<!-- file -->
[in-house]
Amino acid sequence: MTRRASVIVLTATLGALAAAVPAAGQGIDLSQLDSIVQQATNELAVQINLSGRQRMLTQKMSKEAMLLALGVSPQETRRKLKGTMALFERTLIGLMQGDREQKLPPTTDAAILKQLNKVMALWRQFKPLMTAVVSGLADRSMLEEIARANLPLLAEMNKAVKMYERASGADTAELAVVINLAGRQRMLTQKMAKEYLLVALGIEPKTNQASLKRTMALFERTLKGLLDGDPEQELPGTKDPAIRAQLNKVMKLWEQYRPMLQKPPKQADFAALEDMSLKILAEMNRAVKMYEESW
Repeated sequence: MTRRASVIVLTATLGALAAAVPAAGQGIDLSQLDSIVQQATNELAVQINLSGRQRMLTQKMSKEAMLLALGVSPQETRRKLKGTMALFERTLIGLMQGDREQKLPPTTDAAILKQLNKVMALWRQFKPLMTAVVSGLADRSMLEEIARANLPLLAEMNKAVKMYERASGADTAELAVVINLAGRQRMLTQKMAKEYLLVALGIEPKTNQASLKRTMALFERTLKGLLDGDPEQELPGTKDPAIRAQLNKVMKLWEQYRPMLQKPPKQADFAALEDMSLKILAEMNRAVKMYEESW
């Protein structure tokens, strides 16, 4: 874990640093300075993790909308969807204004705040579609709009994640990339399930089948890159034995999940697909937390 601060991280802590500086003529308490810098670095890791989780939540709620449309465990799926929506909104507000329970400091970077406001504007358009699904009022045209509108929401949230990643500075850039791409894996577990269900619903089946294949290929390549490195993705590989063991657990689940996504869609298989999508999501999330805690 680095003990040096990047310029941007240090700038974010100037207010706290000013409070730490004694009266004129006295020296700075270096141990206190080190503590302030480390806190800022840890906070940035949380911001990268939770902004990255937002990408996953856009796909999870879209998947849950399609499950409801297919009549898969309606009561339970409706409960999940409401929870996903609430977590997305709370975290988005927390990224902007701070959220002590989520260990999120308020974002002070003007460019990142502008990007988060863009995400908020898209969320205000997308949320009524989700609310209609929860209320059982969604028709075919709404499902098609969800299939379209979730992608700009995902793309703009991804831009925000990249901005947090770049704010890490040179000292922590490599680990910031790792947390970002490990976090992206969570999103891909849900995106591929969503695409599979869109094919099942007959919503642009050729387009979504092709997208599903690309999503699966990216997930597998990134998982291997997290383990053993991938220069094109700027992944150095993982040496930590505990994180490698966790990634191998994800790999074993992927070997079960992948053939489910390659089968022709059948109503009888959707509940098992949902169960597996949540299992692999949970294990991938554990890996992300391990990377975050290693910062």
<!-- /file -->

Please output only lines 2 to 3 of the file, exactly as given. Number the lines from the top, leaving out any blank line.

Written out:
Amino acid sequence: MTRRASVIVLTATLGALAAAVPAAGQGIDLSQLDSIVQQATNELAVQINLSGRQRMLTQKMSKEAMLLALGVSPQETRRKLKGTMALFERTLIGLMQGDREQKLPPTTDAAILKQLNKVMALWRQFKPLMTAVVSGLADRSMLEEIARANLPLLAEMNKAVKMYERASGADTAELAVVINLAGRQRMLTQKMAKEYLLVALGIEPKTNQASLKRTMALFERTLKGLLDGDPEQELPGTKDPAIRAQLNKVMKLWEQYRPMLQKPPKQADFAALEDMSLKILAEMNRAVKMYEESW
Repeated sequence: MTRRASVIVLTATLGALAAAVPAAGQGIDLSQLDSIVQQATNELAVQINLSGRQRMLTQKMSKEAMLLALGVSPQETRRKLKGTMALFERTLIGLMQGDREQKLPPTTDAAILKQLNKVMALWRQFKPLMTAVVSGLADRSMLEEIARANLPLLAEMNKAVKMYERASGADTAELAVVINLAGRQRMLTQKMAKEYLLVALGIEPKTNQASLKRTMALFERTLKGLLDGDPEQELPGTKDPAIRAQLNKVMKLWEQYRPMLQKPPKQADFAALEDMSLKILAEMNRAVKMYEESW